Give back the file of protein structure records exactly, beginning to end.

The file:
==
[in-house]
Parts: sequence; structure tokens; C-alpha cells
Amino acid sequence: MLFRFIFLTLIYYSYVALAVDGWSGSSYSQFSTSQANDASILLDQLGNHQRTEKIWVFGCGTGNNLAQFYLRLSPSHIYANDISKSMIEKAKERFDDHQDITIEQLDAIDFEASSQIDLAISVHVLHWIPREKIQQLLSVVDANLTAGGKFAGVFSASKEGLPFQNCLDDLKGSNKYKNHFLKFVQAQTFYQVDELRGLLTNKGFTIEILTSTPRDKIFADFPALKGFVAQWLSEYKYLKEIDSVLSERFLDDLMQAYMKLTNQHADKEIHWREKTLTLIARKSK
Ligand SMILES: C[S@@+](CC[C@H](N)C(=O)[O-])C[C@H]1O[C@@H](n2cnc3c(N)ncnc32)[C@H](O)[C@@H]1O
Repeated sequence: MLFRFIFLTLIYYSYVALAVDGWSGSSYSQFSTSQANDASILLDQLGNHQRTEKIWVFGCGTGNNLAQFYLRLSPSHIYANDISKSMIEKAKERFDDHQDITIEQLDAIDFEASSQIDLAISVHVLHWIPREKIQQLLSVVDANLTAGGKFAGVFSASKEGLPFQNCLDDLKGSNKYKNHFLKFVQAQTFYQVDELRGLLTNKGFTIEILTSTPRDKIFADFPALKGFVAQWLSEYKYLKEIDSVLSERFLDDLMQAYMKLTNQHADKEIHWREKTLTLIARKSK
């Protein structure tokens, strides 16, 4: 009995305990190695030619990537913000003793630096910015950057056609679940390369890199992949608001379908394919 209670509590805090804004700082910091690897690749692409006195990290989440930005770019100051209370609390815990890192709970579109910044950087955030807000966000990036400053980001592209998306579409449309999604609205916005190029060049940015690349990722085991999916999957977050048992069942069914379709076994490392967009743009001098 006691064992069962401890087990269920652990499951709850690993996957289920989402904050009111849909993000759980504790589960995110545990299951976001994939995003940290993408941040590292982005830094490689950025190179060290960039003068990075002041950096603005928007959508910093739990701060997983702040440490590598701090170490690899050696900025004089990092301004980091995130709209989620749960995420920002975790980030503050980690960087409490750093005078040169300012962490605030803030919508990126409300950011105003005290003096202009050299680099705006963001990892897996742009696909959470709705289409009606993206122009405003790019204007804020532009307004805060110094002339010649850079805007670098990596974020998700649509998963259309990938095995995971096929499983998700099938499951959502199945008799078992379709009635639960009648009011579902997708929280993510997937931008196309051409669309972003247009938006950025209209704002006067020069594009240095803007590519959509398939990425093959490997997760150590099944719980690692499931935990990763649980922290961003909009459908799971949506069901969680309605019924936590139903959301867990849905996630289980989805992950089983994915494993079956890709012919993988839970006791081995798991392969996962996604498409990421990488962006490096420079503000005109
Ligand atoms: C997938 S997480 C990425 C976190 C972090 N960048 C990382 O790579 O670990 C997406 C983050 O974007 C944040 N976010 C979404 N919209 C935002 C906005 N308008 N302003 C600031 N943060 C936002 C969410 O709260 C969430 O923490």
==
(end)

[in-house]
Parts: sequence; structure tokens; C-alpha cells
Amino acid sequence: MLFRFIFLTLIYYSYVALAVDGWSGSSYSQFSTSQANDASILLDQLGNHQRTEKIWVFGCGTGNNLAQFYLRLSPSHIYANDISKSMIEKAKERFDDHQDITIEQLDAIDFEASSQIDLAISVHVLHWIPREKIQQLLSVVDANLTAGGKFAGVFSASKEGLPFQNCLDDLKGSNKYKNHFLKFVQAQTFYQVDELRGLLTNKGFTIEILTSTPRDKIFADFPALKGFVAQWLSEYKYLKEIDSVLSERFLDDLMQAYMKLTNQHADKEIHWREKTLTLIARKSK
Ligand SMILES: C[S@@+](CC[C@H](N)C(=O)[O-])C[C@H]1O[C@@H](n2cnc3c(N)ncnc32)[C@H](O)[C@@H]1O
Repeated sequence: MLFRFIFLTLIYYSYVALAVDGWSGSSYSQFSTSQANDASILLDQLGNHQRTEKIWVFGCGTGNNLAQFYLRLSPSHIYANDISKSMIEKAKERFDDHQDITIEQLDAIDFEASSQIDLAISVHVLHWIPREKIQQLLSVVDANLTAGGKFAGVFSASKEGLPFQNCLDDLKGSNKYKNHFLKFVQAQTFYQVDELRGLLTNKGFTIEILTSTPRDKIFADFPALKGFVAQWLSEYKYLKEIDSVLSERFLDDLMQAYMKLTNQHADKEIHWREKTLTLIARKSK
């Protein structure tokens, strides 16, 4: 009995305990190695030619990537913000003793630096910015950057056609679940390369890199992949608001379908394919 209670509590805090804004700082910091690897690749692409006195990290989440930005770019100051209370609390815990890192709970579109910044950087955030807000966000990036400053980001592209998306579409449309999604609205916005190029060049940015690349990722085991999916999957977050048992069942069914379709076994490392967009743009001098 006691064992069962401890087990269920652990499951709850690993996957289920989402904050009111849909993000759980504790589960995110545990299951976001994939995003940290993408941040590292982005830094490689950025190179060290960039003068990075002041950096603005928007959508910093739990701060997983702040440490590598701090170490690899050696900025004089990092301004980091995130709209989620749960995420920002975790980030503050980690960087409490750093005078040169300012962490605030803030919508990126409300950011105003005290003096202009050299680099705006963001990892897996742009696909959470709705289409009606993206122009405003790019204007804020532009307004805060110094002339010649850079805007670098990596974020998700649509998963259309990938095995995971096929499983998700099938499951959502199945008799078992379709009635639960009648009011579902997708929280993510997937931008196309051409669309972003247009938006950025209209704002006067020069594009240095803007590519959509398939990425093959490997997760150590099944719980690692499931935990990763649980922290961003909009459908799971949506069901969680309605019924936590139903959301867990849905996630289980989805992950089983994915494993079956890709012919993988839970006791081995798991392969996962996604498409990421990488962006490096420079503000005109
Ligand atoms: C997938 S997480 C990425 C976190 C972090 N960048 C990382 O790579 O670990 C997406 C983050 O974007 C944040 N976010 C979404 N919209 C935002 C906005 N308008 N302003 C600031 N943060 C936002 C969410 O709260 C969430 O923490």